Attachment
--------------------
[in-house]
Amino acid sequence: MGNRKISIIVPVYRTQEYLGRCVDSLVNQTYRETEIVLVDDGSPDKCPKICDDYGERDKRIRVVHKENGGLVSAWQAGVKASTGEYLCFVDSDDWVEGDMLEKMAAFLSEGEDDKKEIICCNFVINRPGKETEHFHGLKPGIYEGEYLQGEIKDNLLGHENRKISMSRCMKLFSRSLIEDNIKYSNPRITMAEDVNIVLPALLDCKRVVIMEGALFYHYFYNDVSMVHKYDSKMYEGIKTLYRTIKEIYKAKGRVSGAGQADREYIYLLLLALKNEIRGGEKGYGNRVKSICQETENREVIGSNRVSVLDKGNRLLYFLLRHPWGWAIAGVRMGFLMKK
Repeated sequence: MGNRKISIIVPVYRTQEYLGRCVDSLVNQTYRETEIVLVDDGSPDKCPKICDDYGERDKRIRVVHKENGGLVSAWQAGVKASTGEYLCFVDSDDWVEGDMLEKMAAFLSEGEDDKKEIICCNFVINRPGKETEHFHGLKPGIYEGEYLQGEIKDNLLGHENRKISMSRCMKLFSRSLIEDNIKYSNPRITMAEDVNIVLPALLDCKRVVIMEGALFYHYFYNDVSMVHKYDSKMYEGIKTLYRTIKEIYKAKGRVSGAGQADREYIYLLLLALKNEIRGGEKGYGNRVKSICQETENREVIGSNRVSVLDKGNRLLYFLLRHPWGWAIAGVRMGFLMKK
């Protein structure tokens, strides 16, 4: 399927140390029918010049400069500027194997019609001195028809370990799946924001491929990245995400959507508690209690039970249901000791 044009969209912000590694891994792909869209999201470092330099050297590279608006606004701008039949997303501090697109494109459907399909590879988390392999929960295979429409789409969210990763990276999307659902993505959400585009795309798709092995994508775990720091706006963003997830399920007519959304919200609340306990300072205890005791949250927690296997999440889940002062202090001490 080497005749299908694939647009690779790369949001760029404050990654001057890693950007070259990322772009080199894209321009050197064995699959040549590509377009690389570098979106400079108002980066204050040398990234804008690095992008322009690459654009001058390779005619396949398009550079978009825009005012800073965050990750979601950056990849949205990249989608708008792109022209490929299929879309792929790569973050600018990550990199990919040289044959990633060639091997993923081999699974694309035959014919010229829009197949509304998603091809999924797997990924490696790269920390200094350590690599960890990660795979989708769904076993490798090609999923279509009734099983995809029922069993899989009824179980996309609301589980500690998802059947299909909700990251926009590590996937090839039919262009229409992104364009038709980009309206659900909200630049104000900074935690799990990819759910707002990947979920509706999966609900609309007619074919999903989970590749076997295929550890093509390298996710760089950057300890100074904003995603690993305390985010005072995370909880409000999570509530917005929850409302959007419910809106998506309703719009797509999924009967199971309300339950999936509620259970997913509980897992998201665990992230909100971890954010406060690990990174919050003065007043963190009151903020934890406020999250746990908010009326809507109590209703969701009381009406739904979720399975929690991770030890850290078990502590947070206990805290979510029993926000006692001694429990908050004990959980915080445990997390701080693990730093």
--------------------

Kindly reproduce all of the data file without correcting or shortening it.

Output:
[in-house]
Amino acid sequence: MGNRKISIIVPVYRTQEYLGRCVDSLVNQTYRETEIVLVDDGSPDKCPKICDDYGERDKRIRVVHKENGGLVSAWQAGVKASTGEYLCFVDSDDWVEGDMLEKMAAFLSEGEDDKKEIICCNFVINRPGKETEHFHGLKPGIYEGEYLQGEIKDNLLGHENRKISMSRCMKLFSRSLIEDNIKYSNPRITMAEDVNIVLPALLDCKRVVIMEGALFYHYFYNDVSMVHKYDSKMYEGIKTLYRTIKEIYKAKGRVSGAGQADREYIYLLLLALKNEIRGGEKGYGNRVKSICQETENREVIGSNRVSVLDKGNRLLYFLLRHPWGWAIAGVRMGFLMKK
Repeated sequence: MGNRKISIIVPVYRTQEYLGRCVDSLVNQTYRETEIVLVDDGSPDKCPKICDDYGERDKRIRVVHKENGGLVSAWQAGVKASTGEYLCFVDSDDWVEGDMLEKMAAFLSEGEDDKKEIICCNFVINRPGKETEHFHGLKPGIYEGEYLQGEIKDNLLGHENRKISMSRCMKLFSRSLIEDNIKYSNPRITMAEDVNIVLPALLDCKRVVIMEGALFYHYFYNDVSMVHKYDSKMYEGIKTLYRTIKEIYKAKGRVSGAGQADREYIYLLLLALKNEIRGGEKGYGNRVKSICQETENREVIGSNRVSVLDKGNRLLYFLLRHPWGWAIAGVRMGFLMKK
């Protein structure tokens, strides 16, 4: 399927140390029918010049400069500027194997019609001195028809370990799946924001491929990245995400959507508690209690039970249901000791 044009969209912000590694891994792909869209999201470092330099050297590279608006606004701008039949997303501090697109494109459907399909590879988390392999929960295979429409789409969210990763990276999307659902993505959400585009795309798709092995994508775990720091706006963003997830399920007519959304919200609340306990300072205890005791949250927690296997999440889940002062202090001490 080497005749299908694939647009690779790369949001760029404050990654001057890693950007070259990322772009080199894209321009050197064995699959040549590509377009690389570098979106400079108002980066204050040398990234804008690095992008322009690459654009001058390779005619396949398009550079978009825009005012800073965050990750979601950056990849949205990249989608708008792109022209490929299929879309792929790569973050600018990550990199990919040289044959990633060639091997993923081999699974694309035959014919010229829009197949509304998603091809999924797997990924490696790269920390200094350590690599960890990660795979989708769904076993490798090609999923279509009734099983995809029922069993899989009824179980996309609301589980500690998802059947299909909700990251926009590590996937090839039919262009229409992104364009038709980009309206659900909200630049104000900074935690799990990819759910707002990947979920509706999966609900609309007619074919999903989970590749076997295929550890093509390298996710760089950057300890100074904003995603690993305390985010005072995370909880409000999570509530917005929850409302959007419910809106998506309703719009797509999924009967199971309300339950999936509620259970997913509980897992998201665990992230909100971890954010406060690990990174919050003065007043963190009151903020934890406020999250746990908010009326809507109590209703969701009381009406739904979720399975929690991770030890850290078990502590947070206990805290979510029993926000006692001694429990908050004990959980915080445990997390701080693990730093």